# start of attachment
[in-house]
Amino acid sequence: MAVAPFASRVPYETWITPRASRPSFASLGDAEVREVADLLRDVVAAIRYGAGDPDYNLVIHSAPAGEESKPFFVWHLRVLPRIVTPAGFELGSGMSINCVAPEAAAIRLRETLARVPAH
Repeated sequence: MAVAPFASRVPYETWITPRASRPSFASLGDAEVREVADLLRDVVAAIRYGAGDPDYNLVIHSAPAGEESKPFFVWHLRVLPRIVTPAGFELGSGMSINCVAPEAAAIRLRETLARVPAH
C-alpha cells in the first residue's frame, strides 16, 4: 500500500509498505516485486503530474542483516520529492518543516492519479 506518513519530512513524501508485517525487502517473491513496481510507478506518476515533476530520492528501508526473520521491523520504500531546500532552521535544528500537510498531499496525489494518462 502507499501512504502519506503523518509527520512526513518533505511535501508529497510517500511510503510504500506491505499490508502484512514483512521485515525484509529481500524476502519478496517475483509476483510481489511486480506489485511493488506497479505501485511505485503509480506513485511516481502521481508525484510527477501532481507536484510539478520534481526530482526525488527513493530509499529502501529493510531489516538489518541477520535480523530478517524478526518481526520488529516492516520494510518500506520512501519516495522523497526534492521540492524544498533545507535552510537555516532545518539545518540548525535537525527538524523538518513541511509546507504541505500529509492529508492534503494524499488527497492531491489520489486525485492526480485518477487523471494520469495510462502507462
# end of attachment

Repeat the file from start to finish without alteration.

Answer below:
[in-house]
Amino acid sequence: MAVAPFASRVPYETWITPRASRPSFASLGDAEVREVADLLRDVVAAIRYGAGDPDYNLVIHSAPAGEESKPFFVWHLRVLPRIVTPAGFELGSGMSINCVAPEAAAIRLRETLARVPAH
Repeated sequence: MAVAPFASRVPYETWITPRASRPSFASLGDAEVREVADLLRDVVAAIRYGAGDPDYNLVIHSAPAGEESKPFFVWHLRVLPRIVTPAGFELGSGMSINCVAPEAAAIRLRETLARVPAH
C-alpha cells in the first residue's frame, strides 16, 4: 500500500509498505516485486503530474542483516520529492518543516492519479 506518513519530512513524501508485517525487502517473491513496481510507478506518476515533476530520492528501508526473520521491523520504500531546500532552521535544528500537510498531499496525489494518462 502507499501512504502519506503523518509527520512526513518533505511535501508529497510517500511510503510504500506491505499490508502484512514483512521485515525484509529481500524476502519478496517475483509476483510481489511486480506489485511493488506497479505501485511505485503509480506513485511516481502521481508525484510527477501532481507536484510539478520534481526530482526525488527513493530509499529502501529493510531489516538489518541477520535480523530478517524478526518481526520488529516492516520494510518500506520512501519516495522523497526534492521540492524544498533545507535552510537555516532545518539545518540548525535537525527538524523538518513541511509546507504541505500529509492529508492534503494524499488527497492531491489520489486525485492526480485518477487523471494520469495510462502507462